Situation #2 has happened to more than one friend of mine. Here's an example. Person A and person B were in a long-term and somewhat troubled marriage. Person C, who was good friends with A, began talking to both A and B, in an attempt to help them resolve their marital issues with each other. A, B, and C had long telephone conversations together – which had an unintended consequence: C and B became more and more emotionally intimate with each other. Soon, C and B were talking on the phone together, just the two of them. Then they began falling in love, long-distance. Person A quite naturally became jealous, and put the kibosh on “duo” phone time for C and B, making them both promise not to talk to each other unless it was an ABC trio conversation. They promised. Then A promptly lost interest in having group conversations. After two weeks, C and B, miserable and jonesing, couldn't stand being out of contact any longer. They snuck in a private phone call, late at night – which A found out about. And that was the end of A and B. It was also the end of A and C. Take-home lesson: Concession + Betrayal = Alimony.

It is a well-known fact that prohibiting an activity increases its allure. It is also a well-known fact that people in the thrall of NRE (new relationship energy) want nothing more than to jam their dirty little fingers into that electrifying socket, if you catch my drift. And finally, it is a well-known fact that someone who is on the lookout for reasons to distrust you is gonna find them, every time. For these reasons, I am concerned that your present agreement is a set-up for failure.

I recommend that you establish a time frame for revisiting the agreement about limiting the physical contact between you and the new guy outside of the trio context. Unfortunately, your LTR partner probably doesn't have a lot of incentive to have that conversation, so it may be a bit tricky to set it up – which is why, for future reference, I suggest you include an expiration date, or “sunset clause,” any time you make an agreement you are hoping will be temporary. In other words, you make sure, up front, that the agreement is understood to expire after a certain length of time, unless and until you agree to renew it for another specified length of time. I strongly believe that a sunset clause should be part of any agreement that feels like a concession to jealousy.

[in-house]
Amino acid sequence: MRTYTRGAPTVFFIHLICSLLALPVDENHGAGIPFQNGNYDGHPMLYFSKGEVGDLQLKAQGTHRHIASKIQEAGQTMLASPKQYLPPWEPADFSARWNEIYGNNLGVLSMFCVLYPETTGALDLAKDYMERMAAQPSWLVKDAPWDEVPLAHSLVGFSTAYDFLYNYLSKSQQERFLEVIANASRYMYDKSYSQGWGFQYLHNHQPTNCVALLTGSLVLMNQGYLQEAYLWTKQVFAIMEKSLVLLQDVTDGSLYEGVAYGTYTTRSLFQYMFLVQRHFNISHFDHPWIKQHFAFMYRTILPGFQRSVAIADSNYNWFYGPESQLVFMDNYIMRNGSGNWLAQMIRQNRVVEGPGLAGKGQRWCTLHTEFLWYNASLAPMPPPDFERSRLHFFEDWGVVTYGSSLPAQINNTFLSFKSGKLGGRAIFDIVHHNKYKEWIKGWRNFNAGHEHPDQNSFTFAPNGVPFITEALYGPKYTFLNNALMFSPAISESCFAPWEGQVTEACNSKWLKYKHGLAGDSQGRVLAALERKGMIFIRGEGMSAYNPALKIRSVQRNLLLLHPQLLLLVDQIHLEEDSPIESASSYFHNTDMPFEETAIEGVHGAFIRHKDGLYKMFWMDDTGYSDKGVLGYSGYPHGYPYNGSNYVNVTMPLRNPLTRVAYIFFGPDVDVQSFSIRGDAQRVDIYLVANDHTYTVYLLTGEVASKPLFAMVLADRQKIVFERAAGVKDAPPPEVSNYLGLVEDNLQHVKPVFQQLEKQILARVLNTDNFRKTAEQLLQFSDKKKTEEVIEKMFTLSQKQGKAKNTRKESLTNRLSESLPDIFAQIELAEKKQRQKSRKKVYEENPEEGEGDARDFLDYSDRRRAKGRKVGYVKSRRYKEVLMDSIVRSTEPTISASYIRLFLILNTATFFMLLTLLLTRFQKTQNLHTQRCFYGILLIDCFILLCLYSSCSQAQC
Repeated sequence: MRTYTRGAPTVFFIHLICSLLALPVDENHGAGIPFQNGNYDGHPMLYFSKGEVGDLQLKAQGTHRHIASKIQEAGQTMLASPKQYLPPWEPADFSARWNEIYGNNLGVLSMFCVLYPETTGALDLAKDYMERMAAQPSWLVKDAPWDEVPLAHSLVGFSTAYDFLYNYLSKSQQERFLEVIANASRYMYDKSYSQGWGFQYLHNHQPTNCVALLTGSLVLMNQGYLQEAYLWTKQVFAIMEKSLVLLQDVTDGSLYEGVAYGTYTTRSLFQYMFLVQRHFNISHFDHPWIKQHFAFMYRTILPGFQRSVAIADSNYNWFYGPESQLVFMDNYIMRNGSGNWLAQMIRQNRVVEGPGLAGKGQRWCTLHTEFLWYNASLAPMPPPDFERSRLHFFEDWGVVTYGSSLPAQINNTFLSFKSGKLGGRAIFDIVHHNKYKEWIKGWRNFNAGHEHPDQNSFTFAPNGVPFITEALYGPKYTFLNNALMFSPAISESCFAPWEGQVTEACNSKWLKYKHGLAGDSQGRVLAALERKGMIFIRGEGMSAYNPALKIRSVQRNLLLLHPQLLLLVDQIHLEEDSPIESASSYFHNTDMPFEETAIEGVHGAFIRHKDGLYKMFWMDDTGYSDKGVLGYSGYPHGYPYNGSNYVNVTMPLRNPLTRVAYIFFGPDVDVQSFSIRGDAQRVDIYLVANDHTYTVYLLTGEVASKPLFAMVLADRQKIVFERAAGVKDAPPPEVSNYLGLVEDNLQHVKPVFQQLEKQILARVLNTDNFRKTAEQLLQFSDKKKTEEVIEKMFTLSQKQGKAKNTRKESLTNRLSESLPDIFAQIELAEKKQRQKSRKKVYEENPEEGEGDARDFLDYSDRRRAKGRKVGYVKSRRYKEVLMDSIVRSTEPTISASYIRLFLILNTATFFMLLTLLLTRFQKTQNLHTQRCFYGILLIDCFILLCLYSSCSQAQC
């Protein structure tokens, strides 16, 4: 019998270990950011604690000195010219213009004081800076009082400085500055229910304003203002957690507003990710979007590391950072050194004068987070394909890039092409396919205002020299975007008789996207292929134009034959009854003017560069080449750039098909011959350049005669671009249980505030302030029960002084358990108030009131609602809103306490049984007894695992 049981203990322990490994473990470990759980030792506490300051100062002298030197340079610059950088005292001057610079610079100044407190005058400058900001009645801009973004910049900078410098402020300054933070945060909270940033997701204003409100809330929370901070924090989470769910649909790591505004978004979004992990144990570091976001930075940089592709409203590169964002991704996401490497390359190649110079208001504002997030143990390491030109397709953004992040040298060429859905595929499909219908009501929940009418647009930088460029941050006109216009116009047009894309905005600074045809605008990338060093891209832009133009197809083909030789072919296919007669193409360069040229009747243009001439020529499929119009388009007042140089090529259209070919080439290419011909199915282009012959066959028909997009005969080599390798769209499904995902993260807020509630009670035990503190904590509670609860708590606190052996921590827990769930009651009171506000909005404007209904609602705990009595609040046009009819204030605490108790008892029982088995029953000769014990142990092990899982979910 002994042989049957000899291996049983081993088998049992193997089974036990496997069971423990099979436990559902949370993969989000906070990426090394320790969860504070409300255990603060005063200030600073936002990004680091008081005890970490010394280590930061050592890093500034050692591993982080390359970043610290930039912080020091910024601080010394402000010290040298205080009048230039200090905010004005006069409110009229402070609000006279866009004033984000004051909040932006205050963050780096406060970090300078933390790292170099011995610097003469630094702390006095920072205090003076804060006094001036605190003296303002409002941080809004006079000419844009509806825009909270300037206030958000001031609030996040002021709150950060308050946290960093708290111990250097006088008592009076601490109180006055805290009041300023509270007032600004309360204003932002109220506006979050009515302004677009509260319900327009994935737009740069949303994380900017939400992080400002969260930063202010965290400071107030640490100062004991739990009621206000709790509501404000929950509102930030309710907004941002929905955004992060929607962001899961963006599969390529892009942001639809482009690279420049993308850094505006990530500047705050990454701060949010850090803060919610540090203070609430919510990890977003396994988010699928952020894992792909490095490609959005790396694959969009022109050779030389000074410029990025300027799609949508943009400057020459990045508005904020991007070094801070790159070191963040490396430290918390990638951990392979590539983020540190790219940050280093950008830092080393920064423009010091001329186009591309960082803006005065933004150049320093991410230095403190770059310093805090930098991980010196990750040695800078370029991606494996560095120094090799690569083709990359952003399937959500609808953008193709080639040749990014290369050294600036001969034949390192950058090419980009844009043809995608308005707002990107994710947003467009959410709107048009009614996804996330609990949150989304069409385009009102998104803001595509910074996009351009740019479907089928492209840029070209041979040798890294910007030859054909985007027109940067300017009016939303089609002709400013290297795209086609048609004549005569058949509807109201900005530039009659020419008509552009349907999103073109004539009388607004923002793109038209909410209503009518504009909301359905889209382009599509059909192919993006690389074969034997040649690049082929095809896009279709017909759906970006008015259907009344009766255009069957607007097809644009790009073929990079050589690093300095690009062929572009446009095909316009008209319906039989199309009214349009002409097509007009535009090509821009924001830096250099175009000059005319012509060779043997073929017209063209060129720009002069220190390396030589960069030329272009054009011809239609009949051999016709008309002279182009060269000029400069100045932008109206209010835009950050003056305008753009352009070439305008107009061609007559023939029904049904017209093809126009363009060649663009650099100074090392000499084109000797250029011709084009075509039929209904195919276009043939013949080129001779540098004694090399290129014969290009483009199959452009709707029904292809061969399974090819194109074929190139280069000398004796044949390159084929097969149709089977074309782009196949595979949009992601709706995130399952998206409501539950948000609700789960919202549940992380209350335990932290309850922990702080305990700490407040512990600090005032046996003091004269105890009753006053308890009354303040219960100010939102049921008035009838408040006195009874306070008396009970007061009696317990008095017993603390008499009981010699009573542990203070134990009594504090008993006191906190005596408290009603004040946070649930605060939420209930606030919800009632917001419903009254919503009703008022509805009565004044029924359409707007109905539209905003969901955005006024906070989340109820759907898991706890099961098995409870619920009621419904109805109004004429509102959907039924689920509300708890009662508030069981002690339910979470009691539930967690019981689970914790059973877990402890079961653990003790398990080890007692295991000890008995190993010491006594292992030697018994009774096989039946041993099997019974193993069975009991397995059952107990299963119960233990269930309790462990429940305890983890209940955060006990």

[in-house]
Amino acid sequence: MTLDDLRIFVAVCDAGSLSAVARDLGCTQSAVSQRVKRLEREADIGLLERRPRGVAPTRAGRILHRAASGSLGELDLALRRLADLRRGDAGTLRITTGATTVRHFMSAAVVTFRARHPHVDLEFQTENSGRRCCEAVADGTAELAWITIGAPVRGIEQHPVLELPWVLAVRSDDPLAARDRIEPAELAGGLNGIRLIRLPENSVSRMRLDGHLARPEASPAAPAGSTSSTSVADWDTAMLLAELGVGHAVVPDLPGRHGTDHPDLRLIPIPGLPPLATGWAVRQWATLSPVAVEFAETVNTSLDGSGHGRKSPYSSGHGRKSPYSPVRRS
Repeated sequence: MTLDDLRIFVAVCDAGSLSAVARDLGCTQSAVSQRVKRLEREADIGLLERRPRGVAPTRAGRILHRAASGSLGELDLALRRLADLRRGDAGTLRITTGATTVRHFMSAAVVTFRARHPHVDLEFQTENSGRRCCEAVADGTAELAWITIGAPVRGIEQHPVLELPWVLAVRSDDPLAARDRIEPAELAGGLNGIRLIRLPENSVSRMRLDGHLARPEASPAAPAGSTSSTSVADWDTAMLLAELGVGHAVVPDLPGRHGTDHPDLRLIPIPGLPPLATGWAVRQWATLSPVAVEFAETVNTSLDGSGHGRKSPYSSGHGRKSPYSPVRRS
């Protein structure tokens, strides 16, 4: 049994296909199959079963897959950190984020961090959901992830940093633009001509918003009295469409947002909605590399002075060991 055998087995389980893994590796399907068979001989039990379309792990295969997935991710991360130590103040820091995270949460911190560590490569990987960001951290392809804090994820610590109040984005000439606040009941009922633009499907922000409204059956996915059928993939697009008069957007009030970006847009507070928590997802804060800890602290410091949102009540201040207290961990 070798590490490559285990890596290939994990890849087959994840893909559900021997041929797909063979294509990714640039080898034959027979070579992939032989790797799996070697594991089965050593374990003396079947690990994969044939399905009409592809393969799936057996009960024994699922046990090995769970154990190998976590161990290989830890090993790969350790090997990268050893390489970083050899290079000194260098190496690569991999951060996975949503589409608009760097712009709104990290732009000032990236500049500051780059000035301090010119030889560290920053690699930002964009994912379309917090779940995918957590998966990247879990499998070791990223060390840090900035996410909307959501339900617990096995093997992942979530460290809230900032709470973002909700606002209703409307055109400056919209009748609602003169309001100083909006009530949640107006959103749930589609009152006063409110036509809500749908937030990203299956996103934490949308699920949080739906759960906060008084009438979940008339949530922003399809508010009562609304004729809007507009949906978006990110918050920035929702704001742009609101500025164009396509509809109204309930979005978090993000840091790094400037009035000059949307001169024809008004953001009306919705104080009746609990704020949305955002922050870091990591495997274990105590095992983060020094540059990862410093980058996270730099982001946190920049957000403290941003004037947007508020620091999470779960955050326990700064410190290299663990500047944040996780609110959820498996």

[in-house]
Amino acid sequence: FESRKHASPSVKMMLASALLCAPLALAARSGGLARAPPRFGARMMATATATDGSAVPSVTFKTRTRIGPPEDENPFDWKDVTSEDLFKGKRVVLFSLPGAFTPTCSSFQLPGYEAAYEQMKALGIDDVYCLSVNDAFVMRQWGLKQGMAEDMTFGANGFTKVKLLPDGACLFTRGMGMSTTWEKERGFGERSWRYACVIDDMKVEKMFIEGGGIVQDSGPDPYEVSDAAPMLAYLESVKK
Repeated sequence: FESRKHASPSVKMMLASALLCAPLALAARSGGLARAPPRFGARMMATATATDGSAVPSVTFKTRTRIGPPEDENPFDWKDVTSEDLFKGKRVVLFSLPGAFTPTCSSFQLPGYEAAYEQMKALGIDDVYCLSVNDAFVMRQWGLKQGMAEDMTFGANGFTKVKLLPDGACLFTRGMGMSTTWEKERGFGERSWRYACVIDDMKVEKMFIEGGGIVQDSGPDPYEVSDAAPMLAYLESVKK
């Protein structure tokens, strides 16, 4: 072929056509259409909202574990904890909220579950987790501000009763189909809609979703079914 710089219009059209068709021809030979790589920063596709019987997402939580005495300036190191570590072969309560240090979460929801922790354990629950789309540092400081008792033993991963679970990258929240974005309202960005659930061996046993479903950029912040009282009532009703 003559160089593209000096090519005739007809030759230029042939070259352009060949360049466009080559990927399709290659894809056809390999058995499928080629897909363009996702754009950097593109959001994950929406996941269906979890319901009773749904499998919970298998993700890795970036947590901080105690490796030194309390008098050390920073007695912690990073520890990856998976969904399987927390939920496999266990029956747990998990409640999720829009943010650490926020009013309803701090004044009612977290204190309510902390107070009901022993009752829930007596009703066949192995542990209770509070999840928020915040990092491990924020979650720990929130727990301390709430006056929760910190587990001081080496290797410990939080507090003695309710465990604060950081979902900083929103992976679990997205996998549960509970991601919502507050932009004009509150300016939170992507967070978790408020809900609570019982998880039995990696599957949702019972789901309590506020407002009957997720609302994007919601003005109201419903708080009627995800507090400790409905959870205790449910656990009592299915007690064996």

Let's say your partner says, “I'm okay with you eating apple slices, as long as you promise never to put any peanut butter on them.” And you are super excited about apple slices. In fact, you are so excited about them, you are willing to forgo peanut butter, even though you suspect that apple slices with peanut butter would be really, really amazing, given what you know about celery sticks with peanut butter. So you say, “Okay, I can promise not to put any peanut butter on my apple slices for the next three weeks. After that, though, I am going to assume I am free to do as I like, unless you specifically tell me you need more time to get used to the idea of me slathering my apple slices in gooey deliciousness.”

Without a sunset clause, you see, the jealous partner has no incentive to revisit the agreement, and the partner who hopes to get permission, eventually, for a dab of peanut butter will wait and hope, and wait and hope – probably in vain. Setting up an agreement that automatically expires on a given date changes the incentive structure: now, it's the jealous partner who must initiate the difficult conversation, if s/he wants the agreement extended. 

If you've already stepped off of the cliff in Concessions Canyon, and you're hanging onto an itty bitty twig, going, "Now she tells me," I'm really sorry. Here's a virtual hand up.

Mandates & Mandrills,